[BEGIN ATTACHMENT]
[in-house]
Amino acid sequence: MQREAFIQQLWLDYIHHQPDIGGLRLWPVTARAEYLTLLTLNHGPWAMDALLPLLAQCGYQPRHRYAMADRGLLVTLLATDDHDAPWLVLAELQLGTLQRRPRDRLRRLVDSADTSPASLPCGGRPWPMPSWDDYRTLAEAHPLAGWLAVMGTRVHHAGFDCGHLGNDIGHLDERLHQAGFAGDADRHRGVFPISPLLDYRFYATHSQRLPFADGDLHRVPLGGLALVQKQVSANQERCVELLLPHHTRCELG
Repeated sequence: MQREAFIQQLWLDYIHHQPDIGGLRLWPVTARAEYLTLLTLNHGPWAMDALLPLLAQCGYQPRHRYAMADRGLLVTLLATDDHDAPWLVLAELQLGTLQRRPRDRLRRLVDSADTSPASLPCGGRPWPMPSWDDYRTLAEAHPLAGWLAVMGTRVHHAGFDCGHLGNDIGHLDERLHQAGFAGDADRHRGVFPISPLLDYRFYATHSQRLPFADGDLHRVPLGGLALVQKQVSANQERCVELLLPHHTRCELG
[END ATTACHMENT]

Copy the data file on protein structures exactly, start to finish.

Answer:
[in-house]
Amino acid sequence: MQREAFIQQLWLDYIHHQPDIGGLRLWPVTARAEYLTLLTLNHGPWAMDALLPLLAQCGYQPRHRYAMADRGLLVTLLATDDHDAPWLVLAELQLGTLQRRPRDRLRRLVDSADTSPASLPCGGRPWPMPSWDDYRTLAEAHPLAGWLAVMGTRVHHAGFDCGHLGNDIGHLDERLHQAGFAGDADRHRGVFPISPLLDYRFYATHSQRLPFADGDLHRVPLGGLALVQKQVSANQERCVELLLPHHTRCELG
Repeated sequence: MQREAFIQQLWLDYIHHQPDIGGLRLWPVTARAEYLTLLTLNHGPWAMDALLPLLAQCGYQPRHRYAMADRGLLVTLLATDDHDAPWLVLAELQLGTLQRRPRDRLRRLVDSADTSPASLPCGGRPWPMPSWDDYRTLAEAHPLAGWLAVMGTRVHHAGFDCGHLGNDIGHLDERLHQAGFAGDADRHRGVFPISPLLDYRFYATHSQRLPFADGDLHRVPLGGLALVQKQVSANQERCVELLLPHHTRCELG